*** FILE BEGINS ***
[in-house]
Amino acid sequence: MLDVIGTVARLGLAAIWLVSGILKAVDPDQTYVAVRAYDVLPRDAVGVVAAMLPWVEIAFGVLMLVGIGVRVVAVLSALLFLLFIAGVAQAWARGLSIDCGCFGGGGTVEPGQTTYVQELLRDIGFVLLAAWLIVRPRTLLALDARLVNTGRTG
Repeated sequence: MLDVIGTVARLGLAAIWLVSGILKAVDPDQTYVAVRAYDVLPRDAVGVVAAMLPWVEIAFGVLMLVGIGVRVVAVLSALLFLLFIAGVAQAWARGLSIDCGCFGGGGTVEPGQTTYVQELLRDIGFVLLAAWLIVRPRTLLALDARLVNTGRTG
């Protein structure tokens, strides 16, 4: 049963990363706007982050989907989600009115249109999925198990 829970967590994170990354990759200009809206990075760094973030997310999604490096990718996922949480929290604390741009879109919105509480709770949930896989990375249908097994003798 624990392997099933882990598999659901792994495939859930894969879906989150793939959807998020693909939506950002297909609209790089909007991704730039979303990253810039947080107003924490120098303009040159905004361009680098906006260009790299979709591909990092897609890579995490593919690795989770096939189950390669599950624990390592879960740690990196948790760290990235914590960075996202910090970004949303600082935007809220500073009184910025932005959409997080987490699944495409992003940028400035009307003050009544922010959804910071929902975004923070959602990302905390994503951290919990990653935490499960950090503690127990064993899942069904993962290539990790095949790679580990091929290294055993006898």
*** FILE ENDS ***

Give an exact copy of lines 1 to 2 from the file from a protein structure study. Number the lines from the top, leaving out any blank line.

[in-house]
Amino acid sequence: MLDVIGTVARLGLAAIWLVSGILKAVDPDQTYVAVRAYDVLPRDAVGVVAAMLPWVEIAFGVLMLVGIGVRVVAVLSALLFLLFIAGVAQAWARGLSIDCGCFGGGGTVEPGQTTYVQELLRDIGFVLLAAWLIVRPRTLLALDARLVNTGRTG